In settling, the particles settle under the force of gravity, and the equation is called the Stokes law: (8).

(8)

(8)


Separation (cont’d)

Stokes law

The Stokes law in this form only applies to the laminar case, defined as Re ≤ 2, while in the case of transitional or turbulent motion a more complex expression for the coefficient of resistance should be used.

The Stokes law also only applies in cases where the filing takes place freely, i.e. in cases where the motion of a particle is not influenced by the motion of other particles.

In the case of particles in concentrated suspensions, a significant increase in the movement of fluid accompanies the movement of particles down, causing interference with the motion of particles with each other.

Separation (cont’d)

Stokes law

The law provides for a proportionality between Stokes sedimentation rate compared to the square of the diameter of the particles.

In concentrated suspensions, we found that all the particles settle at rates roughly constant, once it has reached a sufficiently high level of concentration.

When the particle size range is between 10:1 (ratio between Dmax and Dmin), all particles tend to settle at the same speed.

This speed is compressed between the maximum and minimum expected through the evaluation of Stokes law for various diameters.

In practical cases, where the Stokes law is not valid, the experimental verification will assist in determining the rate of deposit.

Separation (cont’d)

Sedimentation in liquids

A solid settles into a liquid whose density is less than its own; at low concentrations, the Stokes law is valid, but in many practical cases the concentration is too high.

If we consider a cylinder in which there is uniform suspension in which the sediment is made optically transparent, several well defined areas will appear.

On top , a very distinct and clear liquid area appears, followed by the most turbid one with sediment particles, while the solid sediment is at the base.

If the particles have highly variable diameters, the area at constant composition is not present, while a turbidity zone of variable composition is present.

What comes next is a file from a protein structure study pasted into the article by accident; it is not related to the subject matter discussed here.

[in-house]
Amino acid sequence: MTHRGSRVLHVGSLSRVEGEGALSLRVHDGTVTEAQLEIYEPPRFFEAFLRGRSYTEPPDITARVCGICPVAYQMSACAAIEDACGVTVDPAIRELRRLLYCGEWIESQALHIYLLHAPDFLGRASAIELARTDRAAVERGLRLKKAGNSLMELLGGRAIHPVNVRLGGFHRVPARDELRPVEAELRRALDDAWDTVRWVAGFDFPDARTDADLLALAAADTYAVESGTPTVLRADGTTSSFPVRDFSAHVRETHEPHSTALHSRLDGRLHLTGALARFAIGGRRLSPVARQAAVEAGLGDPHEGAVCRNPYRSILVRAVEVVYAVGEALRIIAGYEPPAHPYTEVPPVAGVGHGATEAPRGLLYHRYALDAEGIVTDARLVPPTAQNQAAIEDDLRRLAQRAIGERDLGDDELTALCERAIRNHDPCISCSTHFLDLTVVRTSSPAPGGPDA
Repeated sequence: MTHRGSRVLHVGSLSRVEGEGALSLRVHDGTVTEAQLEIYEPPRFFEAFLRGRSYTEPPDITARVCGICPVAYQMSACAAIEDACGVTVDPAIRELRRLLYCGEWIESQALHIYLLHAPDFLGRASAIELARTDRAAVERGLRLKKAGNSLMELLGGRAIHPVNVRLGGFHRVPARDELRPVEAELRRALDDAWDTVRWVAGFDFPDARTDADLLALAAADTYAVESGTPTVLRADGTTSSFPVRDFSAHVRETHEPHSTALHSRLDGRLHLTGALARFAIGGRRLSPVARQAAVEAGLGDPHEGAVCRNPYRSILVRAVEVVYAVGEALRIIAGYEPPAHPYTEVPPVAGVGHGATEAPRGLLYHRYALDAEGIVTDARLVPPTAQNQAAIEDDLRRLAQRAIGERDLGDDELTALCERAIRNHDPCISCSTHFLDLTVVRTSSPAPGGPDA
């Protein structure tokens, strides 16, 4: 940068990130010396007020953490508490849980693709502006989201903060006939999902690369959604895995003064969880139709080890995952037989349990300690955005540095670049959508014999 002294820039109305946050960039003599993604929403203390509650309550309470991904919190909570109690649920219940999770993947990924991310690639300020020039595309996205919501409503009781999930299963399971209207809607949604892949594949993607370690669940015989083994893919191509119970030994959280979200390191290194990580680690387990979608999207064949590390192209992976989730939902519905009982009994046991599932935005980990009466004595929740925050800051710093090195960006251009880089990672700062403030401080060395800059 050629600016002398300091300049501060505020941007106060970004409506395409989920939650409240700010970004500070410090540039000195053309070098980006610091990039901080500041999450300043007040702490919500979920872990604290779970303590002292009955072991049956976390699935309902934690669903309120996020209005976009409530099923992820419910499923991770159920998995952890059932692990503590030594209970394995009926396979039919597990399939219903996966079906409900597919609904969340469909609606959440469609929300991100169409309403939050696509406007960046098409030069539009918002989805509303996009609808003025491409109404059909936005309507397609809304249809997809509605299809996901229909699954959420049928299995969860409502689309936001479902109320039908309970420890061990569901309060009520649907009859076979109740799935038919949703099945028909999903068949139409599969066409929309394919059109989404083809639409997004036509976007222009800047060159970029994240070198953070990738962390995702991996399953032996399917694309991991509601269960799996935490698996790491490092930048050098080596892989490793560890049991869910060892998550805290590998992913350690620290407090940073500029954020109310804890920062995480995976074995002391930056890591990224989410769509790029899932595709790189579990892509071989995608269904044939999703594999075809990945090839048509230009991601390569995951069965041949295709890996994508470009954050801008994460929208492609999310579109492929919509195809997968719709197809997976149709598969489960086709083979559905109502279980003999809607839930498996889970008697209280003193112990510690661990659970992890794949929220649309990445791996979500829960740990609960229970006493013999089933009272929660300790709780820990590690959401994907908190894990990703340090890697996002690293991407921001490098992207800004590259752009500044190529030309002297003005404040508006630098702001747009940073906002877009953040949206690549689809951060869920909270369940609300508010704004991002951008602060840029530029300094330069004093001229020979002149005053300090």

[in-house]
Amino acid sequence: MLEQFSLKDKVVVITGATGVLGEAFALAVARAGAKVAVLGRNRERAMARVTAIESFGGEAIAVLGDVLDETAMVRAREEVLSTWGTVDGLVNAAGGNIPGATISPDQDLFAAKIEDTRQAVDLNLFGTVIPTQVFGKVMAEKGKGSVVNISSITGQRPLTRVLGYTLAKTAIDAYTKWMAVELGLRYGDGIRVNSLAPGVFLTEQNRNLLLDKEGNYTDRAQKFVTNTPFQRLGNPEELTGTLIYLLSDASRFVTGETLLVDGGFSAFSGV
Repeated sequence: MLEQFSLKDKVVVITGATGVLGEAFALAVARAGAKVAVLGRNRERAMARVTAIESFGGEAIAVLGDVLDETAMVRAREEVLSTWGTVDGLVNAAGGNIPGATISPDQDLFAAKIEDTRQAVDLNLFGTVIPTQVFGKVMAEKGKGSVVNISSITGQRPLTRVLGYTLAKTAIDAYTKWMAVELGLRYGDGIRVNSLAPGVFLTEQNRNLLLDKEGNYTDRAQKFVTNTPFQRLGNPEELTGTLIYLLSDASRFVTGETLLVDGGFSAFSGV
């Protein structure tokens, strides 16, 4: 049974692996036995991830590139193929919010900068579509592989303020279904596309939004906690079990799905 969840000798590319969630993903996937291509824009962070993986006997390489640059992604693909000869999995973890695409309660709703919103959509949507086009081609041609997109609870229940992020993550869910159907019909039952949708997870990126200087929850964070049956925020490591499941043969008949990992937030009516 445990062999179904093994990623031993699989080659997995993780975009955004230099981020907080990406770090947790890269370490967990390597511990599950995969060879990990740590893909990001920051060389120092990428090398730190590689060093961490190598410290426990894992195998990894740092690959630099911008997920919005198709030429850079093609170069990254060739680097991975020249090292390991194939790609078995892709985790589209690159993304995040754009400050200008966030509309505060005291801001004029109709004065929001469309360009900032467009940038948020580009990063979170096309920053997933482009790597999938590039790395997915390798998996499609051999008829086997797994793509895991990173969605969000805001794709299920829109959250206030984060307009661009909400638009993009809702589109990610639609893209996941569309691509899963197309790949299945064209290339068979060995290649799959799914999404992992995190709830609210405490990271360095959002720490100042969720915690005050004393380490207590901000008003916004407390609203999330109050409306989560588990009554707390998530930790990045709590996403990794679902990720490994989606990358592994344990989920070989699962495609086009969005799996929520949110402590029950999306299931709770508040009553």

Separation (cont’d)

Separation equipment

The equipment for separating solids from liquids through gravity settling are designed to provide a fluid residence time long enough for the occurrence of sedimentation and to allow for removal of the supernatant (liquid part without suspension) and the sediment without disturbing the separation process.

Typically a continuous flow through the device is preferred, so that the speeds are low enough to avoid disturbing the sediment.

There are tanks with different configurations of shape, all with a cross section large enough to maintain low speeds, scrapers fitted with low-speed conveyors and pumps to remove the sediment.

Separation (cont’d)

sedimentation tank

sedimentation tank


Separation (cont’d)

Sedimentation

Separation by sedimentation of two immiscible liquids or a liquid and a solid, depends on the effect of gravity on the components.

Sometimes the separation can be very slow, for example if the difference between the specific weight of the components is minimal, or because of forces that hold the components united, as in the case of emulsions.

Moreover, even when the separation is present, it is not always possible to obtain a clear demarcation of the layers.

Separation (cont’d)

Centrifugal separation

A much more energetic effect can be obtained by using the centrifugal action, in machines called centrifuges.

The driving force of the process is given by the centrifugal force acting on both the liquid and on the particles in suspension.

There are many types of centrifuges that can be classified into two main groups:

  • centrifugal filter;
  • decanter centrifuges.